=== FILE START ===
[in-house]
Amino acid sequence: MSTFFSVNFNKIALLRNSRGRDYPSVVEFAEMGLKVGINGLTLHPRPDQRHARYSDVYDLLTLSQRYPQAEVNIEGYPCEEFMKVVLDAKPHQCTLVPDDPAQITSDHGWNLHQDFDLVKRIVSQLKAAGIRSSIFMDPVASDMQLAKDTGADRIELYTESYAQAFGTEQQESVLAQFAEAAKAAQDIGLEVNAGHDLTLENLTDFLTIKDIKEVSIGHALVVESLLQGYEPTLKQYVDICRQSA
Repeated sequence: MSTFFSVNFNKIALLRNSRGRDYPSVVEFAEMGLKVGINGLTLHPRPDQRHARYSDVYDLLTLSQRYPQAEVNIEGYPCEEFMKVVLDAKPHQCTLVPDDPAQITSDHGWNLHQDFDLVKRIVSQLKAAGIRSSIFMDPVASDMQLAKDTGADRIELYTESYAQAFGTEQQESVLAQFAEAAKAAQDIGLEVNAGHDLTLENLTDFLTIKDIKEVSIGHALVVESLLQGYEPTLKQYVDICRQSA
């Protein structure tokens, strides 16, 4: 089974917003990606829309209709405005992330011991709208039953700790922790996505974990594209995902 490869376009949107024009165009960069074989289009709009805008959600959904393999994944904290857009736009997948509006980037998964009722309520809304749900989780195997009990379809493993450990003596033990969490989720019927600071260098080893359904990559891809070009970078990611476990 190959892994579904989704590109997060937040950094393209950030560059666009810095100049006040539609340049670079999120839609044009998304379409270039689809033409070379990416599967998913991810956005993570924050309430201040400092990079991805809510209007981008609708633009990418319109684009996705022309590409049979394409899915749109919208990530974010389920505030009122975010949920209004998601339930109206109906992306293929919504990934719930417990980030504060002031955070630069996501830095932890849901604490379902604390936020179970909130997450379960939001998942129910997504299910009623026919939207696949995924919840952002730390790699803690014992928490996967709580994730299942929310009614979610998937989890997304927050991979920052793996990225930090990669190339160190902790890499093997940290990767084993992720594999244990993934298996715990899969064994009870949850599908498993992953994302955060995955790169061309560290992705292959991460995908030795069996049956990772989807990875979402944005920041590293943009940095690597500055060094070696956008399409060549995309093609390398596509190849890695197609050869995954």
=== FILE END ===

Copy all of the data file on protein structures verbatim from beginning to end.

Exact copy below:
[in-house]
Amino acid sequence: MSTFFSVNFNKIALLRNSRGRDYPSVVEFAEMGLKVGINGLTLHPRPDQRHARYSDVYDLLTLSQRYPQAEVNIEGYPCEEFMKVVLDAKPHQCTLVPDDPAQITSDHGWNLHQDFDLVKRIVSQLKAAGIRSSIFMDPVASDMQLAKDTGADRIELYTESYAQAFGTEQQESVLAQFAEAAKAAQDIGLEVNAGHDLTLENLTDFLTIKDIKEVSIGHALVVESLLQGYEPTLKQYVDICRQSA
Repeated sequence: MSTFFSVNFNKIALLRNSRGRDYPSVVEFAEMGLKVGINGLTLHPRPDQRHARYSDVYDLLTLSQRYPQAEVNIEGYPCEEFMKVVLDAKPHQCTLVPDDPAQITSDHGWNLHQDFDLVKRIVSQLKAAGIRSSIFMDPVASDMQLAKDTGADRIELYTESYAQAFGTEQQESVLAQFAEAAKAAQDIGLEVNAGHDLTLENLTDFLTIKDIKEVSIGHALVVESLLQGYEPTLKQYVDICRQSA
């Protein structure tokens, strides 16, 4: 089974917003990606829309209709405005992330011991709208039953700790922790996505974990594209995902 490869376009949107024009165009960069074989289009709009805008959600959904393999994944904290857009736009997948509006980037998964009722309520809304749900989780195997009990379809493993450990003596033990969490989720019927600071260098080893359904990559891809070009970078990611476990 190959892994579904989704590109997060937040950094393209950030560059666009810095100049006040539609340049670079999120839609044009998304379409270039689809033409070379990416599967998913991810956005993570924050309430201040400092990079991805809510209007981008609708633009990418319109684009996705022309590409049979394409899915749109919208990530974010389920505030009122975010949920209004998601339930109206109906992306293929919504990934719930417990980030504060002031955070630069996501830095932890849901604490379902604390936020179970909130997450379960939001998942129910997504299910009623026919939207696949995924919840952002730390790699803690014992928490996967709580994730299942929310009614979610998937989890997304927050991979920052793996990225930090990669190339160190902790890499093997940290990767084993992720594999244990993934298996715990899969064994009870949850599908498993992953994302955060995955790169061309560290992705292959991460995908030795069996049956990772989807990875979402944005920041590293943009940095690597500055060094070696956008399409060549995309093609390398596509190849890695197609050869995954």